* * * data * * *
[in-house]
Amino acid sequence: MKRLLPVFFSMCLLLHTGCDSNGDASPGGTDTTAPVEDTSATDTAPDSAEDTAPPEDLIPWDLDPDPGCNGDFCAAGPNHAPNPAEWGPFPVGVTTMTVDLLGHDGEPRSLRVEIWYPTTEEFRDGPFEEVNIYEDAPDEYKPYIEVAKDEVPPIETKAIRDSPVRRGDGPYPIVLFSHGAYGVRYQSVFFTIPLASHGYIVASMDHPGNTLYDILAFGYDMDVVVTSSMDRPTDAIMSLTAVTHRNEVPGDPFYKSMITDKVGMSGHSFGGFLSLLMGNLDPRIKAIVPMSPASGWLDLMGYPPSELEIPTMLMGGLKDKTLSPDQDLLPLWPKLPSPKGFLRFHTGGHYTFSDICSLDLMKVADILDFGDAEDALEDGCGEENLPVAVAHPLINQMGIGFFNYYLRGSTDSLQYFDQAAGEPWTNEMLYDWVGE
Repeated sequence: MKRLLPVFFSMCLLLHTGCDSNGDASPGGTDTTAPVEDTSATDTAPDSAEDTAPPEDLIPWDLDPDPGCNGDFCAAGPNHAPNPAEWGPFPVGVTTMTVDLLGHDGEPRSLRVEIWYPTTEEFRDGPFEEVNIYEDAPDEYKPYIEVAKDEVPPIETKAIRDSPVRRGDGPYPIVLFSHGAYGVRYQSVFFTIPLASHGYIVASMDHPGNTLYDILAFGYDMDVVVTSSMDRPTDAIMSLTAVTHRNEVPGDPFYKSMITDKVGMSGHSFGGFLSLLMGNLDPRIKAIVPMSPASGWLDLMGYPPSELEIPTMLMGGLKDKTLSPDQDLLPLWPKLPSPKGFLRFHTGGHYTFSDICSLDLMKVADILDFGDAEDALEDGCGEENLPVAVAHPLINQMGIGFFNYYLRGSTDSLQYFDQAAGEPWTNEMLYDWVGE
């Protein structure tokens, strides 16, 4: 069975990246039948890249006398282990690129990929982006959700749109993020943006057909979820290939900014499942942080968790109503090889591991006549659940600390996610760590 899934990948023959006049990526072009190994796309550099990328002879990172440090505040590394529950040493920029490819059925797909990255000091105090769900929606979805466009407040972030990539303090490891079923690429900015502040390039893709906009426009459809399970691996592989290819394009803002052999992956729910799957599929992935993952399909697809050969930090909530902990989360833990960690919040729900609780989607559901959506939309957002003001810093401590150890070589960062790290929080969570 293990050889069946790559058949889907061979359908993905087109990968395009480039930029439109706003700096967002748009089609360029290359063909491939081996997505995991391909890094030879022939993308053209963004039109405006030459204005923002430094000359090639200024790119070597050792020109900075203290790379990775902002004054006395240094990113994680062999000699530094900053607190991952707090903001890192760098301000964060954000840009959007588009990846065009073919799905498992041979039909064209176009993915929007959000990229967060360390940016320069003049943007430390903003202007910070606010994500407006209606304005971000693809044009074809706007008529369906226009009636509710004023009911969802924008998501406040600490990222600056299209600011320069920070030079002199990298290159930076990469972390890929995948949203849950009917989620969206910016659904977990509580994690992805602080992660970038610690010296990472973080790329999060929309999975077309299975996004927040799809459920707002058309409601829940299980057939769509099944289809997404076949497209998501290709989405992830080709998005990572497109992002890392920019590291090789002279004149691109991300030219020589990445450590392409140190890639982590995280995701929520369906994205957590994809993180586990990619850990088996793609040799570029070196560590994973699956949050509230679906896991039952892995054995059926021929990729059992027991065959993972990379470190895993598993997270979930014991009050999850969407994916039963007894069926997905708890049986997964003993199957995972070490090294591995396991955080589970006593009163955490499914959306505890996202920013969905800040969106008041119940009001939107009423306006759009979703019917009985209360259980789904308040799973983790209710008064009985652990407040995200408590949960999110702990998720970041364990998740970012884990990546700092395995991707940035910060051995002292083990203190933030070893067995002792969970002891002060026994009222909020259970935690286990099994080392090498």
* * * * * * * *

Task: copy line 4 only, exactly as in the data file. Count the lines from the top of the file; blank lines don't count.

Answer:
């Protein structure tokens, strides 16, 4: 069975990246039948890249006398282990690129990929982006959700749109993020943006057909979820290939900014499942942080968790109503090889591991006549659940600390996610760590 899934990948023959006049990526072009190994796309550099990328002879990172440090505040590394529950040493920029490819059925797909990255000091105090769900929606979805466009407040972030990539303090490891079923690429900015502040390039893709906009426009459809399970691996592989290819394009803002052999992956729910799957599929992935993952399909697809050969930090909530902990989360833990960690919040729900609780989607559901959506939309957002003001810093401590150890070589960062790290929080969570 293990050889069946790559058949889907061979359908993905087109990968395009480039930029439109706003700096967002748009089609360029290359063909491939081996997505995991391909890094030879022939993308053209963004039109405006030459204005923002430094000359090639200024790119070597050792020109900075203290790379990775902002004054006395240094990113994680062999000699530094900053607190991952707090903001890192760098301000964060954000840009959007588009990846065009073919799905498992041979039909064209176009993915929007959000990229967060360390940016320069003049943007430390903003202007910070606010994500407006209606304005971000693809044009074809706007008529369906226009009636509710004023009911969802924008998501406040600490990222600056299209600011320069920070030079002199990298290159930076990469972390890929995948949203849950009917989620969206910016659904977990509580994690992805602080992660970038610690010296990472973080790329999060929309999975077309299975996004927040799809459920707002058309409601829940299980057939769509099944289809997404076949497209998501290709989405992830080709998005990572497109992002890392920019590291090789002279004149691109991300030219020589990445450590392409140190890639982590995280995701929520369906994205957590994809993180586990990619850990088996793609040799570029070196560590994973699956949050509230679906896991039952892995054995059926021929990729059992027991065959993972990379470190895993598993997270979930014991009050999850969407994916039963007894069926997905708890049986997964003993199957995972070490090294591995396991955080589970006593009163955490499914959306505890996202920013969905800040969106008041119940009001939107009423306006759009979703019917009985209360259980789904308040799973983790209710008064009985652990407040995200408590949960999110702990998720970041364990998740970012884990990546700092395995991707940035910060051995002292083990203190933030070893067995002792969970002891002060026994009222909020259970935690286990099994080392090498």